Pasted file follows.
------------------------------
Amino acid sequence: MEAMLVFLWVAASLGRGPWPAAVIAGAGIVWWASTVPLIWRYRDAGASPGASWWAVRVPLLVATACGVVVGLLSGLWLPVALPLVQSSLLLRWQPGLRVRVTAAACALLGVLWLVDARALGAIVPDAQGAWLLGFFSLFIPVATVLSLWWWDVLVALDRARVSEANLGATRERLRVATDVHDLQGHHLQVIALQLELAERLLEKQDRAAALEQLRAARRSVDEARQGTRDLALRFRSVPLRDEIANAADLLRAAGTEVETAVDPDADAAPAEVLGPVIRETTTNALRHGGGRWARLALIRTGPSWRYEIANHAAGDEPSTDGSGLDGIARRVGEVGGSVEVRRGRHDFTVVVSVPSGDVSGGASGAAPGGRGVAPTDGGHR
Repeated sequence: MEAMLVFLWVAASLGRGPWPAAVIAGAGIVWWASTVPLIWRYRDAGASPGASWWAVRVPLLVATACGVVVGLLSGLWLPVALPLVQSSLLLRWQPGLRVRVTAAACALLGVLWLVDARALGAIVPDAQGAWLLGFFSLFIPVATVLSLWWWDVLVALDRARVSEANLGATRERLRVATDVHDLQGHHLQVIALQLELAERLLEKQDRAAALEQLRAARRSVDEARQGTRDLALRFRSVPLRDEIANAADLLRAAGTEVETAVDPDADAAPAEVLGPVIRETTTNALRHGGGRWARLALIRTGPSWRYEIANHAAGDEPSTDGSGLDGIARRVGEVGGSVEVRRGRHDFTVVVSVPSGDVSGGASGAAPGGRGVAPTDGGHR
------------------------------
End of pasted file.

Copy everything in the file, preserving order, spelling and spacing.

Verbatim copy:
Amino acid sequence: MEAMLVFLWVAASLGRGPWPAAVIAGAGIVWWASTVPLIWRYRDAGASPGASWWAVRVPLLVATACGVVVGLLSGLWLPVALPLVQSSLLLRWQPGLRVRVTAAACALLGVLWLVDARALGAIVPDAQGAWLLGFFSLFIPVATVLSLWWWDVLVALDRARVSEANLGATRERLRVATDVHDLQGHHLQVIALQLELAERLLEKQDRAAALEQLRAARRSVDEARQGTRDLALRFRSVPLRDEIANAADLLRAAGTEVETAVDPDADAAPAEVLGPVIRETTTNALRHGGGRWARLALIRTGPSWRYEIANHAAGDEPSTDGSGLDGIARRVGEVGGSVEVRRGRHDFTVVVSVPSGDVSGGASGAAPGGRGVAPTDGGHR
Repeated sequence: MEAMLVFLWVAASLGRGPWPAAVIAGAGIVWWASTVPLIWRYRDAGASPGASWWAVRVPLLVATACGVVVGLLSGLWLPVALPLVQSSLLLRWQPGLRVRVTAAACALLGVLWLVDARALGAIVPDAQGAWLLGFFSLFIPVATVLSLWWWDVLVALDRARVSEANLGATRERLRVATDVHDLQGHHLQVIALQLELAERLLEKQDRAAALEQLRAARRSVDEARQGTRDLALRFRSVPLRDEIANAADLLRAAGTEVETAVDPDADAAPAEVLGPVIRETTTNALRHGGGRWARLALIRTGPSWRYEIANHAAGDEPSTDGSGLDGIARRVGEVGGSVEVRRGRHDFTVVVSVPSGDVSGGASGAAPGGRGVAPTDGGHR